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What They Make: The Highest-Paid CEOs In Digital Media

This story was written by Rory Maher.
Over the next few months, digital-media companies will release proxy statements, offering the first glimpse of their CEOs' total-compensation packages for 2008. Last year, of course, was one of the most brutal in history for companies in many industries, and one big question is whether digital-media CEOs will take a comparable hit to their paychecks. We'll soon find out.

Meantime, we went back to see how this played out last time aroundthat is, whether the 2007 compensation for the CEOs of pure-play publicly traded digital-media companies moved in line with those companies' stock-market performances for the year. It may surprise you (or not) that the answer, in many cases, is that it didn't. Mel Karmazin, the CEO of Sirius (NSDQ: SIRI), got a 23 percent jump in pay in 2007, pocketing more than $7 million. What happened to his company's share price in 2007? It dropped 23 percent. ComScore's Magid Abraham also did quite nicely for himself, almost tripling his compensation, even though his company's stock fell by 16 percent.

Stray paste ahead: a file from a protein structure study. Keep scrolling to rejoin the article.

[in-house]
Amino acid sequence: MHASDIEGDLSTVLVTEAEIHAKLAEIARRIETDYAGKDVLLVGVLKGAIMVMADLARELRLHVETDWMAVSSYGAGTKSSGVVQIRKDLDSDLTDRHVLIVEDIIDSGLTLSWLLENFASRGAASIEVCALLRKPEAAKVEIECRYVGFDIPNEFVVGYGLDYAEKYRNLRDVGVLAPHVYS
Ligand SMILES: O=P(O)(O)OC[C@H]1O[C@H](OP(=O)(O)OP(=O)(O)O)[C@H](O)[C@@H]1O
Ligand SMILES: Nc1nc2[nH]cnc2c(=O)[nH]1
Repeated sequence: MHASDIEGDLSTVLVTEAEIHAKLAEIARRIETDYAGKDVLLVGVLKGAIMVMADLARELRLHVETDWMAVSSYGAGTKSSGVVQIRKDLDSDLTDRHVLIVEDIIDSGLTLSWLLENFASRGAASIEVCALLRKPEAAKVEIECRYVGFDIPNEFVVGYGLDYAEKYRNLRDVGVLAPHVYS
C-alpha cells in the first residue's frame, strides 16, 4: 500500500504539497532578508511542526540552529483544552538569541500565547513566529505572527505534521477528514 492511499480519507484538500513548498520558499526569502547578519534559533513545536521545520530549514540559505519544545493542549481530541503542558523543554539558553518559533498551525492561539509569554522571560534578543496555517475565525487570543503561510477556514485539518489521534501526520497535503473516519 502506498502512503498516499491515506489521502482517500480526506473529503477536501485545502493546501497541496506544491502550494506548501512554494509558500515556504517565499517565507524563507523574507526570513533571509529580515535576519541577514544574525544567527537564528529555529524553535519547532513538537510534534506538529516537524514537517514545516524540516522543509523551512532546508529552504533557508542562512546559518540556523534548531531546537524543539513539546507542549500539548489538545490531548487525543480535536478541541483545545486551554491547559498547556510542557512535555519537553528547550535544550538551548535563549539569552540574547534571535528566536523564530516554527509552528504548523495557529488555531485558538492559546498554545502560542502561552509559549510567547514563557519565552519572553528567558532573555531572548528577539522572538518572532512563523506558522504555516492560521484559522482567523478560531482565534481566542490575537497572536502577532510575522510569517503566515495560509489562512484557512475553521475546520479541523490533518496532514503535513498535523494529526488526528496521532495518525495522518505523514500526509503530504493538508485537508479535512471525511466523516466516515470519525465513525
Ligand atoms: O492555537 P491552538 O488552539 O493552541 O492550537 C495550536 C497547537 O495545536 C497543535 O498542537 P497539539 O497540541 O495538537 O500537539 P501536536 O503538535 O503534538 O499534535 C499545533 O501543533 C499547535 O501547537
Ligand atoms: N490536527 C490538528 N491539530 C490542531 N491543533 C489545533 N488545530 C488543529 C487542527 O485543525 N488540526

After the jump, a chart (click to enlarge) showing what digital-media CEOs make, based on 2008 proxy statements, the most recent set available. (While a couple of companies have released their 2009 proxy statementseBay (NSDQ: EBAY) CEO John Donahoe got $20.8 million in total comp last year, while ValueClick's Tom Vadnais made $6.2 millionboth executives are in their first year in the job, so comparing 2007 comp with 2008 comp is less instructive.)

Methodology: To come up with 2007 total compensation numbers, we looked the proxies and added up salaries, cash bonuses and stock bonuses for the heads of publicly traded digital media companies. We defined total compensation as salary, cash bonus, and stock or options received in the form of a bonus, according to the proxy statements. Stock and option awards are listed at fair value at the time they were granted to the executive. Some of these options may currently be worth more or less depending on the underlying stock's share price.


By Rory Maher